By taking action – personally and politically – we can hold our planet’s increasing thermostat to 1.5 degrees Celsius. By doing so, we’ll protect 76% of bird species in North America. That’s a pretty big deal.

Combating climate change can seem like a daunting challenge, and it is, but we have the solutions we need to move the needle and make a difference, for birds and people. We know how to not only reduce emissions, but also how to leverage nature’s ability to sequester carbon, while also supporting healthy rural landscapes and economies.

Thanks in part to Audubon’s advocacy, Washington state is already on its way to 100% clean electricity and we’re continuing our efforts to ratchet down our state’s transportation emissions. We’re excited to continue this work, but starting in 2020, we’re also turning our attention to what’s called natural climate solutions, policies that protect and enhance Washington’s farms, fields, forests, and coastal habitat in order to sequester carbon emissions.

Our goal is to do what the International Panel on Climate Change (IPCC) says is necessary: reach net-zero carbon emissions by mid-century. And here’s some good news: when we adopt policies that protect the birds of tomorrow by sequestering more carbon emissions, we also protect the habitat that birds need today.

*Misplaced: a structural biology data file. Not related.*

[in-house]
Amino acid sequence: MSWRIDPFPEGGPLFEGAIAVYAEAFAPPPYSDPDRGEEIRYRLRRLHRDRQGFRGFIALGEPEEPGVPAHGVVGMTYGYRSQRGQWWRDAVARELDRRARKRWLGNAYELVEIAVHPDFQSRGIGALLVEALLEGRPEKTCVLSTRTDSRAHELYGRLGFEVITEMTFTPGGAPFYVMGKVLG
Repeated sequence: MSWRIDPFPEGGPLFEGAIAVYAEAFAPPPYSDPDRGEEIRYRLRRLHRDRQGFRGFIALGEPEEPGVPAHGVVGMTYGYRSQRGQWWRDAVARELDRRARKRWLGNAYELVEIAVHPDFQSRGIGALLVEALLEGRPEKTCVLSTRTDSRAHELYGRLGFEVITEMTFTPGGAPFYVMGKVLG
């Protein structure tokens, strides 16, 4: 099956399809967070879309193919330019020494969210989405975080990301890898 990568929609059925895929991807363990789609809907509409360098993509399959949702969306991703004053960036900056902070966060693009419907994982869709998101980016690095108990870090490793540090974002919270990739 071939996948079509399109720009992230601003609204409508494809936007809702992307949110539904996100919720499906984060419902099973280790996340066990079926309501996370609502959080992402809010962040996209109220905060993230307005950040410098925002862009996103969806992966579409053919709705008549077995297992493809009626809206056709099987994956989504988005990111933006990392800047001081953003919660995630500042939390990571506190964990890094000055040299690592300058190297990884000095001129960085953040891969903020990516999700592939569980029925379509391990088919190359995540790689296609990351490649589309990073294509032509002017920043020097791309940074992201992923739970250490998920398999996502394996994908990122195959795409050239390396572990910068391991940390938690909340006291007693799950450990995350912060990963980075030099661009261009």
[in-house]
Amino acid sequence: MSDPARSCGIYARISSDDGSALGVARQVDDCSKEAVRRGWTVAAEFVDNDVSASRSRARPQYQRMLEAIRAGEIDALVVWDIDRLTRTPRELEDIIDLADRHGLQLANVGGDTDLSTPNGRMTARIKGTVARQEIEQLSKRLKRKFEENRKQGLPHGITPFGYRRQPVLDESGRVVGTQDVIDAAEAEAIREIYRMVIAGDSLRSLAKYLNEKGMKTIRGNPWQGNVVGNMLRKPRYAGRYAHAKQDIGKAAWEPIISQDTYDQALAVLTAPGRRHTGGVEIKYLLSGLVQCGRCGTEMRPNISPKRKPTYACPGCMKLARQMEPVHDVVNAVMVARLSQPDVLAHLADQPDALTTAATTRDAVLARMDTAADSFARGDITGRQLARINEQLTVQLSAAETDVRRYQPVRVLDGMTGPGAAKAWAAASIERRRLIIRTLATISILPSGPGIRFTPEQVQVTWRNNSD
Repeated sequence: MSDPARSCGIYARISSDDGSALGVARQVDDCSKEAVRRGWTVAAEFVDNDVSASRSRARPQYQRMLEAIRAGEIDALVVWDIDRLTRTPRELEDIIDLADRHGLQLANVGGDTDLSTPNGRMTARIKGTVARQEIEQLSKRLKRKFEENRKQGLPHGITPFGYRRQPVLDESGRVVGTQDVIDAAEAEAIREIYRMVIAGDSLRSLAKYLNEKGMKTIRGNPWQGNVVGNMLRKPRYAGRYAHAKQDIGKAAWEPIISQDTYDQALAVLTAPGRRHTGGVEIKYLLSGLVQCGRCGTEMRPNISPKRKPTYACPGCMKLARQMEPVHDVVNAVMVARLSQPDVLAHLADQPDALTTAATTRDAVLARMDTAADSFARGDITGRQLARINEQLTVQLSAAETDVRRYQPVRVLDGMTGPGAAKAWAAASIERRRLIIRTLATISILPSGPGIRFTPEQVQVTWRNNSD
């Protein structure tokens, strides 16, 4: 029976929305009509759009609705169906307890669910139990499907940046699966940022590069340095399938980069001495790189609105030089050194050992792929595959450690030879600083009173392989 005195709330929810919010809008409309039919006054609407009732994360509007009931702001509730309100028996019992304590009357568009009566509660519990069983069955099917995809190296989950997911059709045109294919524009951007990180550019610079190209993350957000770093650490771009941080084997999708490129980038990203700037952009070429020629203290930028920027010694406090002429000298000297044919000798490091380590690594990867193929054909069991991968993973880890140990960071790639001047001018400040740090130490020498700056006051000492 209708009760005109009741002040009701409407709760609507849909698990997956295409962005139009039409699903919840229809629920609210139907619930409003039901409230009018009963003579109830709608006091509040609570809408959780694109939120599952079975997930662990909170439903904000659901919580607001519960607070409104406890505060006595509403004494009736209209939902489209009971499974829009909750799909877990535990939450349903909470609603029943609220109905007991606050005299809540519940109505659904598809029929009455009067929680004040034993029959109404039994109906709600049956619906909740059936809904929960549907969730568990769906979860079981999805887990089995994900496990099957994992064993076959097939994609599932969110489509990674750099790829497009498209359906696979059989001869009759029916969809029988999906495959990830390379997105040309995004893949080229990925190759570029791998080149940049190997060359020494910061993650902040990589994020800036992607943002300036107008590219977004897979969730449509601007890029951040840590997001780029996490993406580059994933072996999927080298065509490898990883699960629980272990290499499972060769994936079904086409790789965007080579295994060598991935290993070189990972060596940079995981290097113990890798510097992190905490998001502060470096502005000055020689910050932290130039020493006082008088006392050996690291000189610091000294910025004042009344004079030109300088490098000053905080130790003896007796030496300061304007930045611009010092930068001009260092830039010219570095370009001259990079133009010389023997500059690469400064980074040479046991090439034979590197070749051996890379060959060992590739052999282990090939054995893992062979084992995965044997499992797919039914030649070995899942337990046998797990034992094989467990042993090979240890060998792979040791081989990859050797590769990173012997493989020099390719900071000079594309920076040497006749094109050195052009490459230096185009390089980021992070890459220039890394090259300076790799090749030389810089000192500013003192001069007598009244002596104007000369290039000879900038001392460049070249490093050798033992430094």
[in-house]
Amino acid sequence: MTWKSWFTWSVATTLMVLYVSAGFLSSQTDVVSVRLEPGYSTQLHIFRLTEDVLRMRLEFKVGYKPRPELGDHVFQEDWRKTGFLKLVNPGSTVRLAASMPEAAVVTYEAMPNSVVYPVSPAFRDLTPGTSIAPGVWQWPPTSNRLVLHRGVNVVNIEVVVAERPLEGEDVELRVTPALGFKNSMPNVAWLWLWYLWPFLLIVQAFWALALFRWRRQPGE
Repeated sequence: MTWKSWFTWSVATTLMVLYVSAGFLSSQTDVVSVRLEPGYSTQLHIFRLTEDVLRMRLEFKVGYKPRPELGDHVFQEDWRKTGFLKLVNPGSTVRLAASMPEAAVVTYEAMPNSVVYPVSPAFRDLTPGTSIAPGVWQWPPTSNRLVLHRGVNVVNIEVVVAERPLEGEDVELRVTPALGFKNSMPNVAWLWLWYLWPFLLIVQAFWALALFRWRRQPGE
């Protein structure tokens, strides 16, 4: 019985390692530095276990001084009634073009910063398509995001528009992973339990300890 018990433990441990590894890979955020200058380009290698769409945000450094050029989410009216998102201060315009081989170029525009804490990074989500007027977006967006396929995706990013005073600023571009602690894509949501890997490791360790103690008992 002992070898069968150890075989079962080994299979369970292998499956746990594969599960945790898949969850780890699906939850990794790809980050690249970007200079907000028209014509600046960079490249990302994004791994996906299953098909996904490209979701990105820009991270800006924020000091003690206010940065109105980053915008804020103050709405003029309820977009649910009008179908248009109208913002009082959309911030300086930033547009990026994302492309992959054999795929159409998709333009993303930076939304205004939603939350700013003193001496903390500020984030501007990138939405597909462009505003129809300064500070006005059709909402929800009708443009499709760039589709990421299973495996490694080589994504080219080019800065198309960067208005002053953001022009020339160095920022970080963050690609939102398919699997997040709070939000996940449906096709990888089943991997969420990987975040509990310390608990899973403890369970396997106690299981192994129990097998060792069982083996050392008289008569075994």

We’re still working out the precise details of a policy that would set strict limits on greenhouse gas emissions and incorporate natural climate solutions into our state’s targets. For now though, Audubon Washington is working with stakeholders to refine and support legislation that would set up a “sustainable farm and fields” program. This program serves as an example of how our state can help support farmers and landowners who want to do what’s necessary to combat climate change, but just need a bit of support to make it happen.

Together, we’ve already achieved so much, setting an example of bold, aggressive climate action for other states and the federal government. But we can’t afford to slow down. Survival by Degrees shows us that there’s still time to act, but we must act quickly and aggressively, leveraging every solution we have to protect birds and people from our changing climate.

Join us in embracing natural solutions to climate change and we’ll help you understand how you can mobilize your community around natural solutions to climate change that will protect birds, now and into the future.

Deadly Arctic blast breaks records set more than 100 years ago

USA TODAY

It was literally freezing in Florida and Alabama while parts of Maine, Michigan and New York were digging out from a foot of snow Wednesday as a historically early and deadly Arctic air mass gripped much of nation.